Any quotations are taken either from the 2013 Vessel General Permit itself ('VGP') or from the EPA's Response to Public Comments dated 28th March, 2013 ('Response') and are referenced as such.

1: Who is impacted and when does the 2013 VGP apply?

The VGP will apply to all vessels greater than 79 feet (excluding recreational vessels) entering US waters from 19th December 2013. The VGP requires that “All vessels must use an Environmentally Acceptable Lubricant (EAL) in all oil-to-sea interfaces, unless technically infeasible”.  The EPA’s website further states that it intends to finalise the sVGP, applying to vessels less than 79 feet, later this year.

2: What does Environmentally Acceptable Lubricant (EAL) mean?

“Environmentally Acceptable Lubricants” means lubricants that are “biodegradable” and “minimally toxic” and are “not bioaccumulative” as defined in Appendix A [of the VGP]” [VGP 2.2.9, p47].

“EPA notes that any lubricant meeting the operational needs of vessel owner/operators and the definition of EALs given in the permit can be used as an EAL. The definition of EAL hinges on biodegradability, toxicity, and bioaccumulation.” [Response, p1014]

Detailed definitions of each term are:

“Biodegradable” means the following for purposes of the VGP:

Regarding environmentally acceptable lubricants and greases, biodegradable means lubricant formulations that contain at least 90% (w/w (weight in weight concentration)) or grease formulations that contain at least 75% (w/w) of a constituent substance or constituent substances (only stated substances present above 0.10% shall be assessed) that each demonstrate either the removal of at least 70 percent of dissolved organic carbon, production of at least 60 percent of the theoretical carbon dioxide, or consumption of at least 60 percent of the theoretical oxygen demand within 28 days. Acceptable test methods include: Organization for Economic Co-operation and Development Test Guidelines 301 A-F, 306, and 310, ASTM 5864, ASTM D-7373, OCSPP Harmonized Guideline 835.3110, and International Organization for Standardization 14593:1999. For lubricant formulations, the 10% (w/w) of the formulation that need not meet the above biodegradability requirements, up to 5% (w/w) may be nonbiodegradable (but not bioaccumulative) while the remainder must be inherently biodegradable. For grease formulations, the 25% (w/w) of the formulation that need not meet the above biodegradability requirement, the constituent substances may be either inherently biodegradable or non-biodegradable, but may not be bioaccumulative. Acceptable test methods to demonstrate inherent biodegradability include: OECD Test Guidelines 302C (>70% biodegradation after 28 days) or OECD Test Guidelines 301 A-F (>20% but <60% biodegradation after 28 days).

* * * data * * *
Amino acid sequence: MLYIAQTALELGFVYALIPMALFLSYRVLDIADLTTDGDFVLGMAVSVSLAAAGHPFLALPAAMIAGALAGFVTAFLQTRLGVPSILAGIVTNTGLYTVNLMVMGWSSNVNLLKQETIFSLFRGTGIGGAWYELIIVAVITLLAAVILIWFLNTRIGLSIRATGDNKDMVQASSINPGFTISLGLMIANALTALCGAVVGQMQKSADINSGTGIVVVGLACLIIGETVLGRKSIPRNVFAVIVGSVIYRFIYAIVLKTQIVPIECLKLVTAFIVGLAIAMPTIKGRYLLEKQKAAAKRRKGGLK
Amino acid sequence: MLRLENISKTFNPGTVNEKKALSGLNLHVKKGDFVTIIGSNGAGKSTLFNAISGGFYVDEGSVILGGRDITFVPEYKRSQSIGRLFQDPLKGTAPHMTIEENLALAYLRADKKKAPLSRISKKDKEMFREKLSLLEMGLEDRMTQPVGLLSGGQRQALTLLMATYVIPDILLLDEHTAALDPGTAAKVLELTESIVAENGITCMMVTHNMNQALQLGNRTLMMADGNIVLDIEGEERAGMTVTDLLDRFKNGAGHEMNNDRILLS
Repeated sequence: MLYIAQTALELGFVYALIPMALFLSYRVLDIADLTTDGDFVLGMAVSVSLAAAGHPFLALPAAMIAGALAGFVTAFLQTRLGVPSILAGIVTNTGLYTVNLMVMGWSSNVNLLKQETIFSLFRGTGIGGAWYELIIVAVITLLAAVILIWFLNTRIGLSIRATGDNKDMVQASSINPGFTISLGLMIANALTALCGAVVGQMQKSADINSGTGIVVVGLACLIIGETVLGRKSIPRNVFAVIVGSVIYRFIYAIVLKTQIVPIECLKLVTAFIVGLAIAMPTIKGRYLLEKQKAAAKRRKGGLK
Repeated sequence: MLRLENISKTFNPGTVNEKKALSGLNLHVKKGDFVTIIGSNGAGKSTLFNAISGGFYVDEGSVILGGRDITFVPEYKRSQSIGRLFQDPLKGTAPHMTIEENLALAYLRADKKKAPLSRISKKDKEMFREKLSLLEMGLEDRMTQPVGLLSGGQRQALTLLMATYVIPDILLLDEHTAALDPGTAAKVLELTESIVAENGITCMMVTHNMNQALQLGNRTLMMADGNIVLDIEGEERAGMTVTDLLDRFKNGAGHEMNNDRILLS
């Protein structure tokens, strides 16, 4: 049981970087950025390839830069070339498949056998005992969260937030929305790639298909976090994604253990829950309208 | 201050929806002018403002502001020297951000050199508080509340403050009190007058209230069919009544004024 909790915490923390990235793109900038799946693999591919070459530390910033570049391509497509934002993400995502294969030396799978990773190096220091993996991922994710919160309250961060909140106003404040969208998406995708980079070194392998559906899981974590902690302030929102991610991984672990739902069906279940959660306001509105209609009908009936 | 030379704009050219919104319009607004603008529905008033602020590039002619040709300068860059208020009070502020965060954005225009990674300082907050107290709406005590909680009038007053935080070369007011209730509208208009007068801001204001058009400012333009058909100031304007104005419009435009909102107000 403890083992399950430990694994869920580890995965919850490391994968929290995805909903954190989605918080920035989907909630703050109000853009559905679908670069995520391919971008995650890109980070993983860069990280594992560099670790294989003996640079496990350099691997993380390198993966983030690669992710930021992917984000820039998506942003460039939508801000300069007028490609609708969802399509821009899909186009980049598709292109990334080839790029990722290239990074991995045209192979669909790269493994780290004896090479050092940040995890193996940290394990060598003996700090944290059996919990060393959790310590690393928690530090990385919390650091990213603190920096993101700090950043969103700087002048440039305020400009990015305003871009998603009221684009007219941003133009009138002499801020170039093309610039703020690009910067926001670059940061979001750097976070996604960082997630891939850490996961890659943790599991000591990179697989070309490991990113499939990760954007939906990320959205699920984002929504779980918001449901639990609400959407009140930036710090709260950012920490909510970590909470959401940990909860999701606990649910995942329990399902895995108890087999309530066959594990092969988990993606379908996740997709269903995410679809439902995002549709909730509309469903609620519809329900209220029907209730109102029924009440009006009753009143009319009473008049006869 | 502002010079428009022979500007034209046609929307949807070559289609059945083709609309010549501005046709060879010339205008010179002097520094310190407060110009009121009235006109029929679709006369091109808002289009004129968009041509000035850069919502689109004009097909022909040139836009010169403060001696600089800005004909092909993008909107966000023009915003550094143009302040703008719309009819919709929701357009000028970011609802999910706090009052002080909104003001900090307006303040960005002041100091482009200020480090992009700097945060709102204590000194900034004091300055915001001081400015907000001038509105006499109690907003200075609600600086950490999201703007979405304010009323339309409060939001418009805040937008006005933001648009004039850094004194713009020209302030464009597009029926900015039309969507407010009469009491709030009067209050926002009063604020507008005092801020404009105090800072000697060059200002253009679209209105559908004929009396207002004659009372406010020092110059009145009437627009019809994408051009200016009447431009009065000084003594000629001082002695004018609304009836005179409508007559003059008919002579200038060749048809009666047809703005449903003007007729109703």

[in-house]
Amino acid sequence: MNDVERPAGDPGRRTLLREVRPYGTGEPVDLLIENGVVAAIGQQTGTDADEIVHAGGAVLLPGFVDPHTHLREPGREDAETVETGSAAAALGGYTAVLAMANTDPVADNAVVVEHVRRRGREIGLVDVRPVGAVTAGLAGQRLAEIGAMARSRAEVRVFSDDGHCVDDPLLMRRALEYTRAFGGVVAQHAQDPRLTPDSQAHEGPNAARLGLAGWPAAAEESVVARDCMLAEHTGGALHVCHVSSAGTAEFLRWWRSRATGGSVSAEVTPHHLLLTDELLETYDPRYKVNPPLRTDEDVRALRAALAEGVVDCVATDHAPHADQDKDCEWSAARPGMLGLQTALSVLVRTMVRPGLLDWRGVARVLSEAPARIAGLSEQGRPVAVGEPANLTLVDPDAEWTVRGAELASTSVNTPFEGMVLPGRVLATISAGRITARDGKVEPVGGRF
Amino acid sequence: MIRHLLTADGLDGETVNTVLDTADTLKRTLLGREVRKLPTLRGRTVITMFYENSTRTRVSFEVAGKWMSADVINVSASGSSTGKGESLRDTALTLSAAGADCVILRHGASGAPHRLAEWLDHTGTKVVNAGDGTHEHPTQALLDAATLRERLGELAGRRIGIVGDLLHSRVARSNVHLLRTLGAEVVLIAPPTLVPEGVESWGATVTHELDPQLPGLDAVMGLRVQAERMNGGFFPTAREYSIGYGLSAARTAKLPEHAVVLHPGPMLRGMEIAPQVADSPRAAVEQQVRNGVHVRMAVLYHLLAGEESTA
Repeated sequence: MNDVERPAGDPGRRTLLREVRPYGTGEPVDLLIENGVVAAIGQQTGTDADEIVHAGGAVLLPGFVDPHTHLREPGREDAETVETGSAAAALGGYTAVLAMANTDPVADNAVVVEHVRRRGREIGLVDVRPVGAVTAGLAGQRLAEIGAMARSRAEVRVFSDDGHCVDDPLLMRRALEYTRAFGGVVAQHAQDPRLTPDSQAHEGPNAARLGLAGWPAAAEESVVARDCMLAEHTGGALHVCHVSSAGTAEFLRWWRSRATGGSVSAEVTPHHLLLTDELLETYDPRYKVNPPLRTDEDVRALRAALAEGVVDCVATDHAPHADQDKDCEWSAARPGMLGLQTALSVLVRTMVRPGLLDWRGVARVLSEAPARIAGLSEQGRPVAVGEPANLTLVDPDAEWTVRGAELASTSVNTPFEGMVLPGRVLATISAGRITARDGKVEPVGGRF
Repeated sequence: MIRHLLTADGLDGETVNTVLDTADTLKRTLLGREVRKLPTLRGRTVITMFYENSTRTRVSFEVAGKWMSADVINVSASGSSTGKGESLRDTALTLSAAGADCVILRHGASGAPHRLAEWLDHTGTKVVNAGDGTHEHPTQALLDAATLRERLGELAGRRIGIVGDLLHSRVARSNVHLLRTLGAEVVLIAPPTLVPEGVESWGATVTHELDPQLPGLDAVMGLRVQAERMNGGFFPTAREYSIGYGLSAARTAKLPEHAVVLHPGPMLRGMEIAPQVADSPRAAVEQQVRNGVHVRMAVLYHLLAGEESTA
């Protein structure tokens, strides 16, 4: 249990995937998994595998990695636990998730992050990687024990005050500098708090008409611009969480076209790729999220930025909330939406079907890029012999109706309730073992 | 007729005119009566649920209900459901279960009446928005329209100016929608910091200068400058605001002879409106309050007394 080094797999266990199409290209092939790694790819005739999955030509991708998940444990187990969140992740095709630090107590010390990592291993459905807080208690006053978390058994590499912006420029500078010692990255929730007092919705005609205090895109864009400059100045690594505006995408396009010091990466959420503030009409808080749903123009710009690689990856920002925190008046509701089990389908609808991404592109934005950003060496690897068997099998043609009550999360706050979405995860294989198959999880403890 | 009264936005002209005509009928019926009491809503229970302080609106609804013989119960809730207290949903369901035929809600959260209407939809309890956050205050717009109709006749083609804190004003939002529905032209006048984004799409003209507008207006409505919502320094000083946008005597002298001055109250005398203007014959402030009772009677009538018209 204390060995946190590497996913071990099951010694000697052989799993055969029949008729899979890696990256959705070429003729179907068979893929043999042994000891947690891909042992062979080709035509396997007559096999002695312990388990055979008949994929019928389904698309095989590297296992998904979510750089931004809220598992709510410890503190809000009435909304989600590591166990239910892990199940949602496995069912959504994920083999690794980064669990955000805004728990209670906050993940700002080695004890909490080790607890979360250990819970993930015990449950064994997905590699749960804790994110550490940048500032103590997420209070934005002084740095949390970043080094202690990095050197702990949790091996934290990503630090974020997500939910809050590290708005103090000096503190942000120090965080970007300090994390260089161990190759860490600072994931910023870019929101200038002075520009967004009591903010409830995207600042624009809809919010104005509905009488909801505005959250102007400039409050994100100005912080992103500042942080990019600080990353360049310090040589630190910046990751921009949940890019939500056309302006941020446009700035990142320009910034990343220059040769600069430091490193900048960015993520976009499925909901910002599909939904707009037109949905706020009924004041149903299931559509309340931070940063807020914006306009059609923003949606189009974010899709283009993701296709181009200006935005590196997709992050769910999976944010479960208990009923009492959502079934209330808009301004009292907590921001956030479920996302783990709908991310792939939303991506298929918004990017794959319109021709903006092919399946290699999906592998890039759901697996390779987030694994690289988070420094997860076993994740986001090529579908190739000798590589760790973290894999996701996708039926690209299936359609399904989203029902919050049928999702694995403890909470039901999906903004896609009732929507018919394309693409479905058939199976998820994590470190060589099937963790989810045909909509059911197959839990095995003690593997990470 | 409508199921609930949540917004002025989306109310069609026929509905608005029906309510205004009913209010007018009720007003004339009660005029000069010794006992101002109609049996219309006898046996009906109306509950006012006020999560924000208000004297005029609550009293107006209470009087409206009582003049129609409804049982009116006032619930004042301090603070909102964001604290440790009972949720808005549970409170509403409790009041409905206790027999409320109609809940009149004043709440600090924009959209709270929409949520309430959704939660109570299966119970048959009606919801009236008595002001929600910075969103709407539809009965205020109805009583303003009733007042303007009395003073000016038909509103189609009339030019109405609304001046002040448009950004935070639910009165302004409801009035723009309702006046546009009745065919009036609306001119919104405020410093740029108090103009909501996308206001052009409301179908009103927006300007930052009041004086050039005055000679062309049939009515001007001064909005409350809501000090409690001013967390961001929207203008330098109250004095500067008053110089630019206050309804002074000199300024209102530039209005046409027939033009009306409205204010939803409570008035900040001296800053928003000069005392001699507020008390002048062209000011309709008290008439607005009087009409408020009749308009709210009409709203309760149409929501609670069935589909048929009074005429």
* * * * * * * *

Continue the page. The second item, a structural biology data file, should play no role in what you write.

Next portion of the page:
“Minimally-Toxic” means a substance must pass either OECD 201, 202, and 203 for acute toxicity testing, or OECD 210 and 211 for chronic toxicity testing. For purposes of the VGP, equivalent toxicity data for marine species, including methods ISO/DIS 10253for algae, ISO TC147/SC5/W62 for crustacean, and OSPAR 2005 for fish, may be substituted for OECD 201, 202, and 203. If a substance is evaluated for the formulation and main constituents, the LC50 of fluids must be at least 100 mg/L and the LC50 of greases, two-stroke oils, and all other total loss lubricants must be at least 1000 mg/L. If a substance is evaluated for each constituent substance, rather than the complete formulation and main compounds, thenconstituents comprising less than 20 percent of fluids can have an LC50 between 10-100 mg/L or a no observed effect concentration (NOEC) between 1-10mg/L, constituents comprising less than 5 percent of fluids can have an LC50 between 1-10 mg/L or a NOEC between 0.1-1 mg/L, and constituents comprising less than 1 percent of fluids can have an LC50 less than 1 mg/L or a NOEC between 0-0.1 mg/L.

“Not Bioaccumulative” means:

  • the partition coefficient in the marine environment is log KOW <3 or >7 using test methods OECD 117 and 107,
  • molecular mass > 800 Daltons,
  • molecular diameter >1.5 nanometer,
  • BCF or BAF is <100 L/kg, using OECD 305, OCSPP 850.1710 or OCSPP 850.1730, or a field-measured BAF or
  • polymer with MW fraction below 1,000 g/mol is <1%.

3: What if I leak oil into the water?

The permit reconfirms that vessel owners/operators ”must not discharge oil in quantities that may be harmful as defined in 40 CFR Part 110 from any oil-to sea interface” [VGP 2.2.9 p47]

4: Which applications areas are covered by the VGP?

Applications covered by the VGP, which will be enforced by the US Coast Guard, include: “Controllable Pitch Propeller and Thruster Hydraulic Fluid and other Oil-to-Sea Interfaces including lubrication discharges from:

  • Paddle Wheel Propulsion;
  • Stern Tubes;
  • Thruster Bearings;
  • Stabilisers;
  • Rudder Bearings;
  • Azimuth Thrusters;
  • Propulsion Pod Lubrication;
  • Wire Rope and Mechanical Equipment Subject to Immersion.” [VGP 2.2.9 p47]

5: What if I am unable to use an EAL?

“If a vessel is unable to use an EAL, the owner/operator must document in their records consistent with Part 4.2 of the permit, including an explanation of the owner/operator’s inability to do so, and must report the use of a non-environmentally acceptable lubricant to EPA in the annual report”. [Response p1012]

6: What does “technically infeasible” mean?